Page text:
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12" Saw blade hook?9/6
I use a 12' Sliding mite saw saw for most of all my cutting what is the best blade so I can achieve no tear out on the backside of my cuts? Is negative 5 degrees the right blade?
I made a zero clearance insert for my saw out of a white plexiglass type of material and use a sacrificial piece of scrap to back up the cut in the rear. Past that, I use a 80 tooth Diablo fine finish blade. I have heard good things about the Forrest Wood Worker blades but have a hard time paying that much for one.
Miter blades are usually a -2* or -5* hook. There is no real appreciable difference between the two in cut quality on a good blade.
On my 12" SCMS I have a Royce Ayr 80t with no insert and get no bottom tear out. Grind is a 4ATB-R with a 20* top angle and a -5* hook. I might get some occasionally at the back edge of the cut but that depends as much on what I'm cutting as the blade. I use an ZCI plate with replaceable inserts on my fixed miter saw but that's more for ease of lining up cuts than tearout.
Forrest 12" chopmaster gives a better for longer cut with only 80 teeth than any brand I've tried(CMT, Freud, Tenyru). Each brand 2 blades for 3 sharpenings each blade.
The Forrest are so much better its really not worth debating about.
The problem people have is not having easy access to Forrest or a really good sharpening service than won't trash the blades.
Forrest sits on top of the retail blade market and they are a better product that most if not all of the consumer grade blades but almost everything they make is a specialty grind. The Chopmaster uses a H-ATB+R grind to get the shiny look on their miters. Basically it's a melamine blade with raker teeth. The grind is great for brittle material but runs hot, is pretty fragile and dulls fast. Companies like CMT and Freud use similar geometry or in the case of Tenyru an ATAF+R grind which is also designed for really brittle materials. All are chasing the same mirror finish on a miter but at the end of the day all it is is mill glaze.
Forrest always seems to be the knee jerk reaction for quality but companies like FS Tool , Royce Ayr and Everlast make blades that have much better edge life and tension. Most of the saw shops I've dealt with have repped at least one of them but you're unlikely to see them on the shelf at a woodworking retail store. They're not cheap but the price is comparable to Forrest and you get a lot more blade for the money.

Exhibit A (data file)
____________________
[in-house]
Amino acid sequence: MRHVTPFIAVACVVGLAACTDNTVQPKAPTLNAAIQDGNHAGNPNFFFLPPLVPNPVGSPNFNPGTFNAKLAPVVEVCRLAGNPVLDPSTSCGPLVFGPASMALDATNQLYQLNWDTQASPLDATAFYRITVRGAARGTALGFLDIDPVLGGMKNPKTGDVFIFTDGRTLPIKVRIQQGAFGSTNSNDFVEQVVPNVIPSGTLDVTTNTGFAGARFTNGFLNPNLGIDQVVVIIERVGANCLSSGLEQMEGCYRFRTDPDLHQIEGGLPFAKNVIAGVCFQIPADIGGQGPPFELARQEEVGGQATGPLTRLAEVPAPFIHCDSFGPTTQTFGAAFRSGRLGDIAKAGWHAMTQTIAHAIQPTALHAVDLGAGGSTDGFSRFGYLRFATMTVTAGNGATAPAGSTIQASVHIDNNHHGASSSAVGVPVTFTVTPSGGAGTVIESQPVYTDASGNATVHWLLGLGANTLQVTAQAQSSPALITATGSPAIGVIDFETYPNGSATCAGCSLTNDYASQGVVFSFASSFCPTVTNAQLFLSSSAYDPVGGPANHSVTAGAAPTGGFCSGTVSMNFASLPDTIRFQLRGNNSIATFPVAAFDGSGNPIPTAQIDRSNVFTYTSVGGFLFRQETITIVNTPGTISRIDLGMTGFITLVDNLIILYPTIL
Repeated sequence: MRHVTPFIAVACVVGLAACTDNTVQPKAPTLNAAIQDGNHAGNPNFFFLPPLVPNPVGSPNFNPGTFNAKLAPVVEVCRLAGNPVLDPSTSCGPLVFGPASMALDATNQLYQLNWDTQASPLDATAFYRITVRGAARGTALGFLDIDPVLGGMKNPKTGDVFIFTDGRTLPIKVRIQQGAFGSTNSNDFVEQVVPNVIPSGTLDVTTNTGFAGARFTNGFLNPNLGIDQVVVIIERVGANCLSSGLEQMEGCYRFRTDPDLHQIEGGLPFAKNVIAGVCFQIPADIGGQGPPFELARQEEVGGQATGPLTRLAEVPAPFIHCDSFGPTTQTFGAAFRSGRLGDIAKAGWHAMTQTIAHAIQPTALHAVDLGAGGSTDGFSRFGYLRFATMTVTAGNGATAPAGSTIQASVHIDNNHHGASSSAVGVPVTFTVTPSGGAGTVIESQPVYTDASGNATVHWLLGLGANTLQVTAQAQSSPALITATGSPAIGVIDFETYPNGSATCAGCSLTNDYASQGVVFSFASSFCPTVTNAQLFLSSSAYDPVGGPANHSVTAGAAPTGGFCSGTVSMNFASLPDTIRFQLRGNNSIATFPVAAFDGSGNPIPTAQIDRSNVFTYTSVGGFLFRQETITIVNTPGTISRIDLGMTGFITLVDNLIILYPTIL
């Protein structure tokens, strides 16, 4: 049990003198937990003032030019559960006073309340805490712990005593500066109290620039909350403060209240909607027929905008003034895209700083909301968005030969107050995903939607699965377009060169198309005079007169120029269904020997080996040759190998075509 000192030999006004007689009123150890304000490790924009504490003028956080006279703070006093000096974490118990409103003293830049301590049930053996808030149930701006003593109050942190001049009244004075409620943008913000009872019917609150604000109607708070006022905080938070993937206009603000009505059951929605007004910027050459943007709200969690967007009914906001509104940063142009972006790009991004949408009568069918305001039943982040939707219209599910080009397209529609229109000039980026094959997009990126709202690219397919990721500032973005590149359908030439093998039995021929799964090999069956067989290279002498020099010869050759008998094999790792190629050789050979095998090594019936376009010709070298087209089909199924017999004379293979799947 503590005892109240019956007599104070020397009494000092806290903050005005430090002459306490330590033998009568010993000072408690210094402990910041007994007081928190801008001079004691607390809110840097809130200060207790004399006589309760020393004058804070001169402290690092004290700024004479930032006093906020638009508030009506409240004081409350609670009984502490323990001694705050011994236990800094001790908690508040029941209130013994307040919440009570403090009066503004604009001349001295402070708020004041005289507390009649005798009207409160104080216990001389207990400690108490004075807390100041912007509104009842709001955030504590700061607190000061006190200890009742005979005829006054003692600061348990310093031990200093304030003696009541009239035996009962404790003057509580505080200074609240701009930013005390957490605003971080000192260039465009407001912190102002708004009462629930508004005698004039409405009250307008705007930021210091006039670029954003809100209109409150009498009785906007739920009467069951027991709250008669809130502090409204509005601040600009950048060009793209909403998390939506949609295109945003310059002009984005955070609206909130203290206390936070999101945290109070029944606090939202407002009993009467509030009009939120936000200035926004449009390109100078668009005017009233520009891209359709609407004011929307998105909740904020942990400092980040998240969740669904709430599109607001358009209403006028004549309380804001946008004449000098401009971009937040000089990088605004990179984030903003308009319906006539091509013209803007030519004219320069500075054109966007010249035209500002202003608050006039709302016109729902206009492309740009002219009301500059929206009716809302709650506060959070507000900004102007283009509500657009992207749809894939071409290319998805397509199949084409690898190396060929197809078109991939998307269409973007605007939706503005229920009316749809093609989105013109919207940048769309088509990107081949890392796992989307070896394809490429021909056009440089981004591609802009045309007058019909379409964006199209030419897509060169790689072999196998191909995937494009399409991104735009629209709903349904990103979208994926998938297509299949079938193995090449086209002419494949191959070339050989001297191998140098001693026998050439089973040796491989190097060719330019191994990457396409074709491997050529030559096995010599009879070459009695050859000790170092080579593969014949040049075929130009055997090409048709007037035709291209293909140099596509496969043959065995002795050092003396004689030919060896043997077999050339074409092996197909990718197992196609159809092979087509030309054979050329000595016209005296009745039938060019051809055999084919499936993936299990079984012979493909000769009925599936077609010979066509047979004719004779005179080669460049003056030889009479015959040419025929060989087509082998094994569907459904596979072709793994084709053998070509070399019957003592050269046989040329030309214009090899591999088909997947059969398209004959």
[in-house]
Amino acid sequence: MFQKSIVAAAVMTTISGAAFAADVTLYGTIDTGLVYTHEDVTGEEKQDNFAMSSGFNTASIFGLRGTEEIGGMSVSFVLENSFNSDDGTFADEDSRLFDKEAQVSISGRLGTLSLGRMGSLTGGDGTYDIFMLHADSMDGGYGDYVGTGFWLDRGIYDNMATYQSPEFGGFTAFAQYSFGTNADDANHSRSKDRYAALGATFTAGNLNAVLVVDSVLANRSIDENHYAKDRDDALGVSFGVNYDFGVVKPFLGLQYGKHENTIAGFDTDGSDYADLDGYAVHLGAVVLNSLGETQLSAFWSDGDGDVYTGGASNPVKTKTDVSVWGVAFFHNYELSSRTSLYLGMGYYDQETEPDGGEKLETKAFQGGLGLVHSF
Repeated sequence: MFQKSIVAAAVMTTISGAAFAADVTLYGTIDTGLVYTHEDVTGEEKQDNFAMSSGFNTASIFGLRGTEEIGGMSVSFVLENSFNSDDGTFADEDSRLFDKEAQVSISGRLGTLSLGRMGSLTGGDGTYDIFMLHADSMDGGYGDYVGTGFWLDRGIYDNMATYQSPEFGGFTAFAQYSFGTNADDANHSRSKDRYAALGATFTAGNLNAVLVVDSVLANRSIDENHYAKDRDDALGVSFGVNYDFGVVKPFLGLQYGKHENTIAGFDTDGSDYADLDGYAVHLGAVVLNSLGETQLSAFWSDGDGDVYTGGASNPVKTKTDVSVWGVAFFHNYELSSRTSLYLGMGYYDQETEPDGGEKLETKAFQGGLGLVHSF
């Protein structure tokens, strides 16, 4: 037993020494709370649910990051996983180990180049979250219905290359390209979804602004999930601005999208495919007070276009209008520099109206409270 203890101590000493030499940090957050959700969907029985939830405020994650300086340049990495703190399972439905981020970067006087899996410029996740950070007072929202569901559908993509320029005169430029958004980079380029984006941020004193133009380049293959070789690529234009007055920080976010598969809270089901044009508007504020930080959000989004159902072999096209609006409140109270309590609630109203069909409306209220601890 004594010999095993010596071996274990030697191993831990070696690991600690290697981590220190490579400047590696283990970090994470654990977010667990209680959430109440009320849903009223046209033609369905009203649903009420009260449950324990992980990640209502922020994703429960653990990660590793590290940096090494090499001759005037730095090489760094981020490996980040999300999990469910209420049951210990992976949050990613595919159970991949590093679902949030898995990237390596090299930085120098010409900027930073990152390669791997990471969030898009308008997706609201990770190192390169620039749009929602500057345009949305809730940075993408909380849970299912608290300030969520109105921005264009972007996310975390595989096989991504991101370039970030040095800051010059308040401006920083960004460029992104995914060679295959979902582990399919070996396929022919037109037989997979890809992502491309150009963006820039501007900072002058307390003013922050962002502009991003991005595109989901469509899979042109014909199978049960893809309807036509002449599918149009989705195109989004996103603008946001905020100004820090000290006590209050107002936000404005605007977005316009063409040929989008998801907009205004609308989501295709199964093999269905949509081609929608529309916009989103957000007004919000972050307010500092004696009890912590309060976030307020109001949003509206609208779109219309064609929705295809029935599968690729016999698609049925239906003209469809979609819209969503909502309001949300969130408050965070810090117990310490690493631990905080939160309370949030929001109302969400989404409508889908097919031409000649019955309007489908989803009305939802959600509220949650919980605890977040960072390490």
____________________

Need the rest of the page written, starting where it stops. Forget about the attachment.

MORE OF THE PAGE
To the OP. In a 12" scms I don't usually go over 80t. I'd recommend either the FS Tool LM 4300 or the Royce Ayr 16120801. Conservative geometry, heavy plates, standard kerf, really good edge life, large carbide teeth and tensioned for cutting miters. In a 12" fixed miter saw I run an FS Tool SM6300. It's easily the best blade I've ever used and I've used most including Forrest. If the price tag on those chokes you (neighborhood of $150-$200) Royce has a line called the Proline. Similar to the premium industrial blades but the price is closer to $120 per blade. I own a number of them and they are damn good for the price.
Much will have to do with your saw rather than the blade. Any run-out will cause poorer results. Same goes for the fences. After years of use (& abuse) I machined new fences for our Omga out of solid alloy bar stock. (I've got a milling machine.) We use FS or Leuco blades on our miter saw. They are a bit pricy and need to be sharpened by a careful service with automated equipment. FS or Leuco and other high end companies can give you a recommendation. Blades with very high points will cut better initially but go down hill very quickly. The blades we are using are ATB 80T designed for miters. Most ATBR blades are general purpose blades.
I am friends with the local cnc sharpening service and have had the opportunity to try most brands and types except the forest blades. As Adam mentioned above it just hasnt been convenient for me to get my hands on them. My experience has been that bang for the buck you cant beat the freud blades. Their lighter weight and thinner kerf is easier on the portable saw motors than the thicker more expensive blades. Have them resharpened as needed until your sharpening service tells you that you need to buy a new one.